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Federal judge approves T-Mobile’s $26.5B takeover of Sprint

T-Mobile says the deal would benefit consumers as it becomes a fiercer competitor to the larger Verizon and AT&T.
A federal judge has approved T-Mobile’s $26.5 billion takeover of Sprint. [Paul Sakuma | Associated Press (2011)]
A federal judge has approved T-Mobile’s $26.5 billion takeover of Sprint. [Paul Sakuma | Associated Press (2011)]
Published Feb. 11

NEW YORK — A federal judge has approved T-Mobile’s $26.5 billion takeover of Sprint, rejecting objections from a group of states and removing a major obstacle to a shakeup in the wireless industry.

After the deal closes, the number of major U.S. wireless companies would shrink from four to three. T-Mobile says the deal would benefit consumers as it becomes a fiercer competitor to the larger Verizon and AT&T.

But a group of state attorneys general tried to block the deal, arguing that having one fewer phone company would cost Americans billions of dollars in higher cellphone bills.

Judge Victor Marrero ruled Tuesday that while that concern was valid, the possibility of it happening was remote.

Marrero's decision comes after the Justice Department already approved the deal. As part of a settlement with the Justice Department, T-Mobile agreed to help create a new, but smaller wireless competitor in satellite-TV company Dish.

Another judge still needs to approve that settlement, a process that is usually straightforward but has taken longer than expected. A utility board in California also has to approve the deal.

Gigi Sohn, a fellow at the Georgetown Law Institute for Technology Law & Policy, said that while consumers are often promised benefits from mergers, “what they are left with each time are corporate behemoths who can raise prices at will, use their gatekeeper power to destroy competition and new voices and hijack regulatory and legislative processes.”

T-Mobile launched its bid for Sprint in 2018, after having been rebuffed by Obama-era regulators. T-Mobile CEO John Legere had seen President Donald Trump's election and his appointed regulators as a good opportunity to try again to combine, according to evidence during the trial.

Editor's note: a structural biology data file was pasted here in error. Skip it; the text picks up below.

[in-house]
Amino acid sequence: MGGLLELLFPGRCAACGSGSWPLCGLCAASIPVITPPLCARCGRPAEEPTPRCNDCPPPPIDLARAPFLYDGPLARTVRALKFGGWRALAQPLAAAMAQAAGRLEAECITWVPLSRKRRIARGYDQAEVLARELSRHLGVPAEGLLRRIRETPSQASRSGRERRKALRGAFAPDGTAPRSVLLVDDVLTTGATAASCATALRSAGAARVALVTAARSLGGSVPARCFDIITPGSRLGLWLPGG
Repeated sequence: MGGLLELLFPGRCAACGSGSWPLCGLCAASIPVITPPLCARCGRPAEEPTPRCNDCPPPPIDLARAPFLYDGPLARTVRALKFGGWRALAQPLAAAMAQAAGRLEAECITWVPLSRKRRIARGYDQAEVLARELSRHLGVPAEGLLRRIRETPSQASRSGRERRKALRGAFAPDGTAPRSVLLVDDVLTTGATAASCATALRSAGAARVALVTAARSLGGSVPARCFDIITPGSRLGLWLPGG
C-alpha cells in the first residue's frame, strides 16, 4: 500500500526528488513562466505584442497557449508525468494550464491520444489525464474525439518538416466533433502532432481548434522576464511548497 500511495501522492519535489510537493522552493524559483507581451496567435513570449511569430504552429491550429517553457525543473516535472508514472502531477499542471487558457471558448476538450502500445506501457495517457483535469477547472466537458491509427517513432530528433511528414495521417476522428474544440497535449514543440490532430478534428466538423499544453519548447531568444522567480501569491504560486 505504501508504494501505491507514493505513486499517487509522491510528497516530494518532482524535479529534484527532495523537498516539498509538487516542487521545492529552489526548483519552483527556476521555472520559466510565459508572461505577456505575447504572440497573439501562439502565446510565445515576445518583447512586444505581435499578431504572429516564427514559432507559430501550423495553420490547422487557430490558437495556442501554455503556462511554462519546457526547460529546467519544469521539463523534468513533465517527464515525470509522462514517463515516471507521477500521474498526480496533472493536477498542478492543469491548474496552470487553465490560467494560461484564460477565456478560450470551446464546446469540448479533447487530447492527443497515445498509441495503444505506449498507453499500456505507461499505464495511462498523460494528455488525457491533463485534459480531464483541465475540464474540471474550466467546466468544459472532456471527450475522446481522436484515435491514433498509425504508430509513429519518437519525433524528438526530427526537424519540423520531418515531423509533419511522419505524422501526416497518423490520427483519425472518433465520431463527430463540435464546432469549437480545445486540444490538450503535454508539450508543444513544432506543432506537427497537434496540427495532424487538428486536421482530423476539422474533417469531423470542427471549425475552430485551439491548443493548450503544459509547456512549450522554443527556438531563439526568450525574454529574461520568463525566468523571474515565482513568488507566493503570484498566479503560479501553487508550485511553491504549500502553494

T-Mobile, which promised not to raise prices for three years, defended its deal as good for competition. It repeated previous arguments that the combined T-Mobile and Sprint will be able to build a better 5G network — a priority for the Trump administration — than either company could alone.

The deal got the nod from both the Justice Department and the Federal Communications Commission, thanks to an unusual commitment to create a new wireless player in Dish.

The Justice Department only allowed the deal after T-Mobile agreed to sell millions of Sprint's prepaid customers to Dish, a satellite TV company with a shrinking customer base. T-Mobile also has to rent its network to the fledgling rival while it built its own. Dish is also required to build a faster, next-generation network, known as 5G, over the next several years.

The states had said that Dish wasn't certain to succeed as a wireless company and was far smaller than Sprint, and the resulting wireless market would still be worse for consumers.

Dish has spent about $21 billion over a decade buying wireless spectrum, the airwaves for transmitting data and calls, although Dish hasn't done much with it. Analysts have long been skeptical of whether Dish intends to build its own network or sell the spectrum to others. Now Dish faces up to $2.2 billion in fines if it fails to create a 5G network that serves 70% of the country by 2023.

Some analysts have said that Dish has potential as a viable competitor, but a big question is when. Even if it meets the 2023 government-imposed deadline, it still won’t reach as many potential customers as Sprint’s 4G network does today.

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